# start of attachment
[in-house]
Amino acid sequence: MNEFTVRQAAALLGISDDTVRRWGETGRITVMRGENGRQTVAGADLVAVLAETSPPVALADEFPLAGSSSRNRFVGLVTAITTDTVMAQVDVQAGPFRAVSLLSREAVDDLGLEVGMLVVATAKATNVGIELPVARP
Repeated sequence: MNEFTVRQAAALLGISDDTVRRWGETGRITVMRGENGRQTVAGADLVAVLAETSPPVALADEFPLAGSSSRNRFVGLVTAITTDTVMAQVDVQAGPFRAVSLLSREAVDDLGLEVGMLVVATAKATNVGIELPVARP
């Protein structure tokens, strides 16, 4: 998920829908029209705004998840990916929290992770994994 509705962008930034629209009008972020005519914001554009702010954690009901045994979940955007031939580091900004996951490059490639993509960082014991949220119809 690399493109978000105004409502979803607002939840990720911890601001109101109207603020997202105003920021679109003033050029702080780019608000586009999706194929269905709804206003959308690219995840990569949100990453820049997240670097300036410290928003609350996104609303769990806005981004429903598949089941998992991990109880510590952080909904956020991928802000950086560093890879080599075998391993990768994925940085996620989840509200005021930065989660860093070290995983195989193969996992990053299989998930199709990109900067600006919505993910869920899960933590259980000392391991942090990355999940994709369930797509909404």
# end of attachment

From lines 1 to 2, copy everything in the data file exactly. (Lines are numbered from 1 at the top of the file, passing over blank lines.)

[in-house]
Amino acid sequence: MNEFTVRQAAALLGISDDTVRRWGETGRITVMRGENGRQTVAGADLVAVLAETSPPVALADEFPLAGSSSRNRFVGLVTAITTDTVMAQVDVQAGPFRAVSLLSREAVDDLGLEVGMLVVATAKATNVGIELPVARP